The best things to see and do in Gippsland

Eagles Nest, Inverloch

Joanne Brookfield

Posted March 07, 2022

Occupying almost one fifth of the south-eastern side of Victoria, Gippsland enjoys long stretches of coastline, from Wilsons Promontory right up to the border of NSW.

Inland, the region is bounded by mountains and high plains, so whether you’re looking for beaches and surf breaks; mountain ranges, forests and lakes; wineries, farmland and food producers; or towns offering that old-school country charm and history, Gippsland has something for you to enjoy.

In fact, Gippsland is so big, it’s divided into five key areas.

Phillip Island

Attracting visitors from around the world, one of Australia’s largest fairy penguin colonies calls Summerlands home. At sunset, little penguins emerge from the ocean to waddle back to their burrows, which you can watch from tiered seating and the underground viewing area. Alternatively, take a fully guided tour with a ranger, with RACV Members saving on amazing penguin experiences.

Famous for its beaches, surfers also head to Phillip Island (Summerland Peninsula for reef breaks, Cape Woolamai for beach breaks) while at the sandy beaches in main towns Cowes and San Remo, you can swim, kayak and stand-up paddle board, or simply feast at the many restaurants with sea views.

Cowes jetty is also where you depart for seal-spotting boat tours or catch a ferry to French Island. 

Churchill Island, another nearby island with an historic homestead, farm, scenic 5km walking track and monthly farmers market, is accessible by car.

To really have a proper road trip, an Apollo Motorhome is the best way to do it. From Phillip Island, take the ‘Penguins to Prom Drive’, which travels along the rugged cliffs of Bass Coast for ocean vistas plus winds through the verdant, undulating countryside of South Gippsland to Wilsons Promontory National Park. RACV Members save on attractions and experiences on Phillip Island.

People looking at little penguins waddle home

Experience the magic of watching little penguins waddle home at Phillip Island Nature Park.

South Gippsland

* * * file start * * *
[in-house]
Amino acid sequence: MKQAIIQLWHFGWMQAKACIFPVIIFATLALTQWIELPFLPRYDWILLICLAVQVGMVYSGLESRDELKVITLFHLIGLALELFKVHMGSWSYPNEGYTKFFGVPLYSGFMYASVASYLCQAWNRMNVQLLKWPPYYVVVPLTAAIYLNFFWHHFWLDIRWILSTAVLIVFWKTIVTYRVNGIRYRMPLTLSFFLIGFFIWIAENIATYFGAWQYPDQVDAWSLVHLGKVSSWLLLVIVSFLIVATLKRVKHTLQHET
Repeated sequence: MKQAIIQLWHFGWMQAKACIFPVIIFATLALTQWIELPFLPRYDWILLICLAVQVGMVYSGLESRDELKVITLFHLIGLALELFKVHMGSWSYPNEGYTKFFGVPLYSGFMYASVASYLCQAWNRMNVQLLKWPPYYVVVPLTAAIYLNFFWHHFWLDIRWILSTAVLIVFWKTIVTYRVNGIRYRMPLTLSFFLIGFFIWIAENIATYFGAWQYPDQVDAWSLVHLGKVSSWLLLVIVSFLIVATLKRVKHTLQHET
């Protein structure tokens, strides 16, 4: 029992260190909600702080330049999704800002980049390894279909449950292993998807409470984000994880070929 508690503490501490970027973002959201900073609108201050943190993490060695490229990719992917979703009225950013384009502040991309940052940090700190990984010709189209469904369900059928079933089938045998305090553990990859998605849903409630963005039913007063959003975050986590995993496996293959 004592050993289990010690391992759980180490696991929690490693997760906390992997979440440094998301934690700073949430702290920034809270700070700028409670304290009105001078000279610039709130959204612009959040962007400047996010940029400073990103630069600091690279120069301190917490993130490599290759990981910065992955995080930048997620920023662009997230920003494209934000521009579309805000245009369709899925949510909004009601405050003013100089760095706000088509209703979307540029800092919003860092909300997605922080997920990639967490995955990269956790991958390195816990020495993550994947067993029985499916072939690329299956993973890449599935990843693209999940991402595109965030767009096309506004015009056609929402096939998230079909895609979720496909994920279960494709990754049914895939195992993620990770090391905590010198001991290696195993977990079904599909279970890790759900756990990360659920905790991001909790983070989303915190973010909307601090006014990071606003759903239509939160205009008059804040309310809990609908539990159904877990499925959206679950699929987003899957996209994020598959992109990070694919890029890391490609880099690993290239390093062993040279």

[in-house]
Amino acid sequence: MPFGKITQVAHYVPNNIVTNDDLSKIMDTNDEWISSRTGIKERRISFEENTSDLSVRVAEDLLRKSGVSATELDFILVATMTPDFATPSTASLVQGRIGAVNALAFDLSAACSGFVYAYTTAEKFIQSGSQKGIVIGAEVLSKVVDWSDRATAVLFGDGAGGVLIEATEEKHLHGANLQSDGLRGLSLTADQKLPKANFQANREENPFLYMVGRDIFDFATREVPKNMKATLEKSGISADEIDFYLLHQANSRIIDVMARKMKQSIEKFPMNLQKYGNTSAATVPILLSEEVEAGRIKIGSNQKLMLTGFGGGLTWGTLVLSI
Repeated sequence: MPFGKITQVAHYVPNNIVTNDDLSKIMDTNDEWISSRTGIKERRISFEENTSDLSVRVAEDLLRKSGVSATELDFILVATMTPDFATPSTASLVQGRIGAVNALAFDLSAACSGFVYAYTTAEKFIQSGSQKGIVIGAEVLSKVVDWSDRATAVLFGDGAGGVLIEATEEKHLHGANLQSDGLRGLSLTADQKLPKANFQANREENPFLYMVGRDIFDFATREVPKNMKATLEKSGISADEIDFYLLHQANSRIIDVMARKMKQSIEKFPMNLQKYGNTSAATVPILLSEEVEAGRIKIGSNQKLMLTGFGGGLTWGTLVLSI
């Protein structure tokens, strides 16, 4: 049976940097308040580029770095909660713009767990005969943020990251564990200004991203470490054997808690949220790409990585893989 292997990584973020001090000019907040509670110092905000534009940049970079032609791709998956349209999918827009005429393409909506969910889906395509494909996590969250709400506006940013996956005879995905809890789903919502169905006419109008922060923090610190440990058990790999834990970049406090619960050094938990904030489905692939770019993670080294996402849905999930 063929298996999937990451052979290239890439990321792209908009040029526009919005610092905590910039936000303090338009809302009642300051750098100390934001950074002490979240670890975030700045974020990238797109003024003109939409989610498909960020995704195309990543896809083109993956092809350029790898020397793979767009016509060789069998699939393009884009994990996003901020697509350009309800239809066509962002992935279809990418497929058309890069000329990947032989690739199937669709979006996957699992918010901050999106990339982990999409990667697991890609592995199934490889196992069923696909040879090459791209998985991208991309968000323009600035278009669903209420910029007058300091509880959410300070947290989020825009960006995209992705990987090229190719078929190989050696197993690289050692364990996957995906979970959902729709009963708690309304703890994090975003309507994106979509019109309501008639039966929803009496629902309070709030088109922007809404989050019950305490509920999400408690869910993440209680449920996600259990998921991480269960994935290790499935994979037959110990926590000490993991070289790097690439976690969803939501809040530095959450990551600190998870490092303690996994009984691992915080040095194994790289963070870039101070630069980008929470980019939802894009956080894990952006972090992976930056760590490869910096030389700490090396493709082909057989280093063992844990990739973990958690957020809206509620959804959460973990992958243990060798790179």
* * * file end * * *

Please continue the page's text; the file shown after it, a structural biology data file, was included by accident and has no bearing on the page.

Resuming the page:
You can’t get any further south on the mainland than Wilsons Promontory – Victoria’s largest coastal wilderness area. The Prom has iconic scenery – think white sandy beaches with azure coves – and labyrinthine walking tracks through forests populated with emus, wombats, echidnas and hundreds of rosellas at Tidal River. Down here you’ll also find Squeaky Beach, where rounded grains of quartz make a squeaking sound when you walk. 

The Bass Coast is also home to several classic beaches, including Yanakie, Venus Bay, Cape Paterson and Kilcunda, which is also where both the Bass Coast Rail Trail and George Bass Coastal Walk begin. Wonthaggi is effectively the CBD of the Bass Coast, with plenty of retail, cafes and coal mining history, but it’s Inverloch where RACV Members might want to stay.

Positioned between wetlands and ocean beaches, the eco-friendly RACV Inverloch Resort has been designed to complement the coastal landscape while also offering guests dramatic views over Bass Strait and Anderson Inlet. The resort also offers a variety of accommodation options to suit all budgets, with villas and hotel rooms, plus a caravan park in native bushland.

Inverloch is on the South Gippsland Drink Trail and is also where 126-million-year-old dinosaur fossils have been found at The Caves beach. There’s also plenty of water sports, walking trails ad eco-boat tours, plus an annual Jazz Festival and summertime food and wine festival, which makes RACV Inverloch Resort a great base for a Gippsland getaway.